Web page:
Photo: IPC-IG//Paulo Roberto Pereira Pinto .
By Analice Martins, Communications Assistant
Brasília, 11 January, 2017 – The Bolsa Familia conditional cash transfer (CCT) programme (PBF) currently serves 13.8 million Brazilian families, increasing beneficiary women’s decision-making autonomy in the household, their sense of citizenship, and reproductive choices, according to a study on gender equality published by the International Policy Centre for Inclusive Growth (IPC-IG).
Implemented in 2003, the PBF aims to fight hunger and poverty and encourage education and health care in poor families in Brazil. Women are the main recipients of the benefit in 92 per cent of beneficiary households, irrespective of family arrangement. Beneficiary households must comply with education and health conditionalities, such as regular school attendance and vaccination coverage for children. Results show that direct access to the benefits has increased women’s decision-making capacities regarding domestic issues, boosting their autonomy. The perception of having a regular source of income makes women recipients feel less dependent on their partners. Regarding participation in the labour market, research shows that there are no significant differences between male and female beneficiaries, and results point towards a reduction in the number of hours that women dedicate to productive work being counteracted by an increase in hours allotted to domestic tasks and children care.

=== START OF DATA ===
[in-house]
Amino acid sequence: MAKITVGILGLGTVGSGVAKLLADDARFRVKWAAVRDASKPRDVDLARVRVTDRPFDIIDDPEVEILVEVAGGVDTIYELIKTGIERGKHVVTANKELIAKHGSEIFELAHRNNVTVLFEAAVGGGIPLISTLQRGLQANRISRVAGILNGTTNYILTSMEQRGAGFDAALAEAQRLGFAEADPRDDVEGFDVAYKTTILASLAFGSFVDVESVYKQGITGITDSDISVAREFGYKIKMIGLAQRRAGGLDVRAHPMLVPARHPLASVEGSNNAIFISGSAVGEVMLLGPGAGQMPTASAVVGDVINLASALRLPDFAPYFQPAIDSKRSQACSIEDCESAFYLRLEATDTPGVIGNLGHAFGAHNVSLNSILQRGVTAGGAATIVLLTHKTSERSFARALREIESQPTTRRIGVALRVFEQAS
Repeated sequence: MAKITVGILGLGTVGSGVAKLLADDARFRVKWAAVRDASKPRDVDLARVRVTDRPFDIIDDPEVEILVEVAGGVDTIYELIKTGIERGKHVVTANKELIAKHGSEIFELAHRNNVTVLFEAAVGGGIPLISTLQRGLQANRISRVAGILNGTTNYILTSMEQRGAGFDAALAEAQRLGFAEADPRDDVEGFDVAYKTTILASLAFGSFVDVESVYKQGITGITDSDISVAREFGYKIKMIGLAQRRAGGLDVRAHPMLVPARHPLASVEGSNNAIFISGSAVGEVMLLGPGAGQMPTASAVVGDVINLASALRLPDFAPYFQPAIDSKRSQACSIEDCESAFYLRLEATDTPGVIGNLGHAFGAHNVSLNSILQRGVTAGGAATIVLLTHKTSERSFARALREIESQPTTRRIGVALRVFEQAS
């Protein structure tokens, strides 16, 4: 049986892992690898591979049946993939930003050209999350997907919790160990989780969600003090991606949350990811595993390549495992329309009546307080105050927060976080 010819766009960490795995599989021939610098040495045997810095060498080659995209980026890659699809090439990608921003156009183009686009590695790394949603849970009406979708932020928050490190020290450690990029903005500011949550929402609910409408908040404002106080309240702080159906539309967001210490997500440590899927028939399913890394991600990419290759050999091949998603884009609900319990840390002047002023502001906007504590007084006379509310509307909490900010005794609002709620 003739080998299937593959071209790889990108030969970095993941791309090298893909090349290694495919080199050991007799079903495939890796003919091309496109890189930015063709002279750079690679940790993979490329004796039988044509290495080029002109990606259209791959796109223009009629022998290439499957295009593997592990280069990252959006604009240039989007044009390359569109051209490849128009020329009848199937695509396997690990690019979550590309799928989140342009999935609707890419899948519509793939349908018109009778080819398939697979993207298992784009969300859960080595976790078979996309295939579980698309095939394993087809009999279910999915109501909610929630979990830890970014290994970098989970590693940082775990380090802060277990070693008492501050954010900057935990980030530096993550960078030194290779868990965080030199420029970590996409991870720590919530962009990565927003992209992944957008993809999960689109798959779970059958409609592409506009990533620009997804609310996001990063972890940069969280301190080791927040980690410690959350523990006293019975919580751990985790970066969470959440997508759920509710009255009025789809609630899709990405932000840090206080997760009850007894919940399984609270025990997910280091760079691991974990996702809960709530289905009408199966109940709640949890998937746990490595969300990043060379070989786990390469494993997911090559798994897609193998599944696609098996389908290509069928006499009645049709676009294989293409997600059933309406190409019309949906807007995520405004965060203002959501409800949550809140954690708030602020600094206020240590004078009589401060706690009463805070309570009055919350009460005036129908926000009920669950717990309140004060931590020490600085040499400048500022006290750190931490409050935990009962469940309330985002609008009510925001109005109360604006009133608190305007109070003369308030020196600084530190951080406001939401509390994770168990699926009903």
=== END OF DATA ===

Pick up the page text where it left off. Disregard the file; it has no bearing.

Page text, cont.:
This might be seen as a negative effect of the PBF on gender equality through the reinforcement of traditional gender roles—as productive work can contribute to women’s financial security and overall independence. However, under a different light, it might also indicate an opportunity for women to choose to engage in domestic work, leaving precarious and exploitative jobs. If, on the one hand, the PBF might increase women’s domestic burden and reinforce traditional gender roles, on the other hand, female beneficiaries have indicated many positive aspects of the programme. Interviewees living in rural areas, for example, have experienced a greater sense of citizenship and social recognition by having their civil documents issued and by becoming the direct link between their households and the government.
Additionally, PBF conditionalities that strengthen the linkages between women and health services have improved their access to contraceptives and therefore increased their reproductive rights. Direct access to cash may have also influenced women’s search for increased birth control options.
The study asserts that while changes in gender roles are complex and constitute long-term achievements, they have never been the explicit objective of the PBF. However, the programme has indirectly facilitated the autonomy of poorer women by increasing their access to healthcare, basic income and allowing them to directly liaison with the State.
The full article is available for download here. The article titled “Bolsa Família and gender relations: national survey results” is further recommended reading and can be found here. Both publications are part of the project supported by the United Kingdom Department for International Development (DFID):“Brazil & Africa: fighting poverty and empowering women through South-South Cooperation”. The IPC-IG is responsible for the implementation of the outcome 1 and 2 of the abovemenmtioned project.